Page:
Dec 09

Dunedin is Gigarich

700,000 dollars are attributed to Dunedin for developping ultra-fast broadband (UFB) internet, with the help of the telecom company Chorus. This closes a one-year long campaign of lobbying and promoting fibre internet towards New Zealanders.

Finally, it’s a big town. On the 26th of November, Dunedin, the most populated city over 4 other finalists, won the Gigatown competition. 

Chorus’ correction factor for smaller competitors apparently didn’t make a difference, as Timaru and the even less-crowded Wanaka finished off the podium.

Looking at the scoreboard, it seems that the final race opposed mostly Gisborne and Dunedin. The South island city collected globally more points on social networks (especially people using the hashtag #Gigatowndun on Twitter) and supporters. Dunedin also prevailed over Gisborne during the final vote, in which people had to choose their favorite Gigatown plan. In this phase, each competitor had to write a roadmap explaining how a Gigabyte-per-second (Gbps) Internet connexion would benefit to its business and inhabitants.

Dunedin, on its side, insisted on how young and dynamic is its population – it’s indeed one of the most student cities over New Zealand – and on the numerous companies installed here, working in the IT sector.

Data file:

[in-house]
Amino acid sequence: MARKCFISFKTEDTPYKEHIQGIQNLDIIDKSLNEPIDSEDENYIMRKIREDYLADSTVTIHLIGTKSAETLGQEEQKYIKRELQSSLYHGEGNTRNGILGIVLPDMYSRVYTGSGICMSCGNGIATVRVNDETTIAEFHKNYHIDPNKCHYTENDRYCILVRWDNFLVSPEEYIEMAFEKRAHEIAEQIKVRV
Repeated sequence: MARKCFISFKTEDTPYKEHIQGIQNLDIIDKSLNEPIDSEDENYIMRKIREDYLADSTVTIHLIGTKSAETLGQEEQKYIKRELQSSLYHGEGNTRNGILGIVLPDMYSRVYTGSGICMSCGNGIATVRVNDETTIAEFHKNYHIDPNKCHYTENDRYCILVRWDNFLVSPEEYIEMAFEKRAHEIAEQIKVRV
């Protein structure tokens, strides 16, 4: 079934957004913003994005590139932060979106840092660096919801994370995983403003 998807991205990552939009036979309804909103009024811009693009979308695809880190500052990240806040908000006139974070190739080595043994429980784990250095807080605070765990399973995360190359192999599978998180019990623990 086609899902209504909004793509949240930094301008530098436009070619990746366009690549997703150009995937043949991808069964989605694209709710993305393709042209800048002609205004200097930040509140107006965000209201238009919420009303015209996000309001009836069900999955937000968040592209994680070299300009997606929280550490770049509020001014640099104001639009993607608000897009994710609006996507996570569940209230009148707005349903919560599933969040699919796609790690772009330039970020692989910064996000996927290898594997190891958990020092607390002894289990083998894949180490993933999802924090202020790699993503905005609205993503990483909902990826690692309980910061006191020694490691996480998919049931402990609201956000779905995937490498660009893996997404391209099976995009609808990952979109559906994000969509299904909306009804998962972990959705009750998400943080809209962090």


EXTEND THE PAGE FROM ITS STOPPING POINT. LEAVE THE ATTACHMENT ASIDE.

What now ?

Chorus says the 1 Gbps services will be up and running by the end of February 2015. It means, people living in Dunedin and an area covered by UFB, will have access to this tremendous connexion speed, at the price of UFB entry level. Internet Service Providers (ISP) offers should be around 80 and 100 $ per month.

This is still a fair amount of money, and residentials might not find an interest in investing straight away. Indeed, Gbps Internet is due to benefit to community buildings like schools, universities, libraries or hospitals, prior to private homes.

The second question is how much of the UFB share will be picked up by small business, the same ones put forward in Dunedin’s Gigatown plan ? It’s not really a question for big companies. But whether start-ups, who need high-speed Internet, often not for their staff, but for services, will follow remains to be seen.

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